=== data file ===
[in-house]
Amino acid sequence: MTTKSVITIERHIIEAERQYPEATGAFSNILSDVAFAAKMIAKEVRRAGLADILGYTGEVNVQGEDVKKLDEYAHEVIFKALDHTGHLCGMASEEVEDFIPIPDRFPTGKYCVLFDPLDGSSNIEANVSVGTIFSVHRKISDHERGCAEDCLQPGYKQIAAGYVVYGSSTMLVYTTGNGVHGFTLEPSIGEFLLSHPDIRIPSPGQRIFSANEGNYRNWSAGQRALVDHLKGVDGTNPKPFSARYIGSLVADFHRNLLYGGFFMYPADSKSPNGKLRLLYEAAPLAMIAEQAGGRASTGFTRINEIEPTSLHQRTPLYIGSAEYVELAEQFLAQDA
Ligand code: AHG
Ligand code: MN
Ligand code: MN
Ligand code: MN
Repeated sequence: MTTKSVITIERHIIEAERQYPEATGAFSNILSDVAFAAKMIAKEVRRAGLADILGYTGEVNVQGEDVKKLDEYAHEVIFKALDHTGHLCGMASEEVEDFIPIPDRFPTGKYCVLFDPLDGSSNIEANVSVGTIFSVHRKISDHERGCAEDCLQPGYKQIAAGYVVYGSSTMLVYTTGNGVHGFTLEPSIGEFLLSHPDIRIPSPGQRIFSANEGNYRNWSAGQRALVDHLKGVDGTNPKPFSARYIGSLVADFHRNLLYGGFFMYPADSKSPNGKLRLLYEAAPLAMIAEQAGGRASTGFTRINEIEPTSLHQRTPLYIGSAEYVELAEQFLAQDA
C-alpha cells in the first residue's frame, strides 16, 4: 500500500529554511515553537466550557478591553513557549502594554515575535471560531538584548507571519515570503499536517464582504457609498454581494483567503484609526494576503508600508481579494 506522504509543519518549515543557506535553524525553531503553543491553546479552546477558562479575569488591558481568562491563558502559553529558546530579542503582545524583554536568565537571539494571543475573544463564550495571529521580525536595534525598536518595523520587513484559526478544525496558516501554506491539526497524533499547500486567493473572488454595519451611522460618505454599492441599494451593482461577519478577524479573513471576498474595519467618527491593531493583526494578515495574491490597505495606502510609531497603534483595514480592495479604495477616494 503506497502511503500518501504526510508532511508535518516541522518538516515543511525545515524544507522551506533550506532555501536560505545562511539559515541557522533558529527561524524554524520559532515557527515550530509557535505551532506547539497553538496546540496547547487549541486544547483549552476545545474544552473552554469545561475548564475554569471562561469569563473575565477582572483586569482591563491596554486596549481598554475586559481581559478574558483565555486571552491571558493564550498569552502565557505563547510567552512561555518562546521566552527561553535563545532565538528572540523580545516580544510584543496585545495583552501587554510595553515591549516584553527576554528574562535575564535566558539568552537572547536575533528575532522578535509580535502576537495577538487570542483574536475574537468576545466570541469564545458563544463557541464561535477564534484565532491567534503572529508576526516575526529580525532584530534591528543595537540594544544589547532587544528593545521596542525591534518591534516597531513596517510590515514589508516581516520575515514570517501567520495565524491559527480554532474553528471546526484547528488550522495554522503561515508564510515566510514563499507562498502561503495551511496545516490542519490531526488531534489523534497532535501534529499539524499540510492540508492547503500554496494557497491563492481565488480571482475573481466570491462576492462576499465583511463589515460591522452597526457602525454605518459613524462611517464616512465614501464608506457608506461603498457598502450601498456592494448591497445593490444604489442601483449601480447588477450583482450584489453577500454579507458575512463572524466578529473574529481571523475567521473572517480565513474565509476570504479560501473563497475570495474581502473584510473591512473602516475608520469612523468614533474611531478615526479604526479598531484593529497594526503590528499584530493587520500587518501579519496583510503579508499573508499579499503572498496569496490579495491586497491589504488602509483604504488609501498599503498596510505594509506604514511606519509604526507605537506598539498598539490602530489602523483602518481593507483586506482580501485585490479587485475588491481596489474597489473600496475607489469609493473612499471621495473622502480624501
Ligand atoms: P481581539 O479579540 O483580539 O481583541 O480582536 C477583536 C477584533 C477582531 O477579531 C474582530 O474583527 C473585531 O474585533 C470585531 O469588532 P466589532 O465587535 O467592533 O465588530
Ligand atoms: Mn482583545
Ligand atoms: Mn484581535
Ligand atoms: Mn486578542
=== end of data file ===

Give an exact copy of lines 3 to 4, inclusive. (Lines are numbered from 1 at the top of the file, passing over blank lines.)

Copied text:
Ligand code: AHG
Ligand code: MN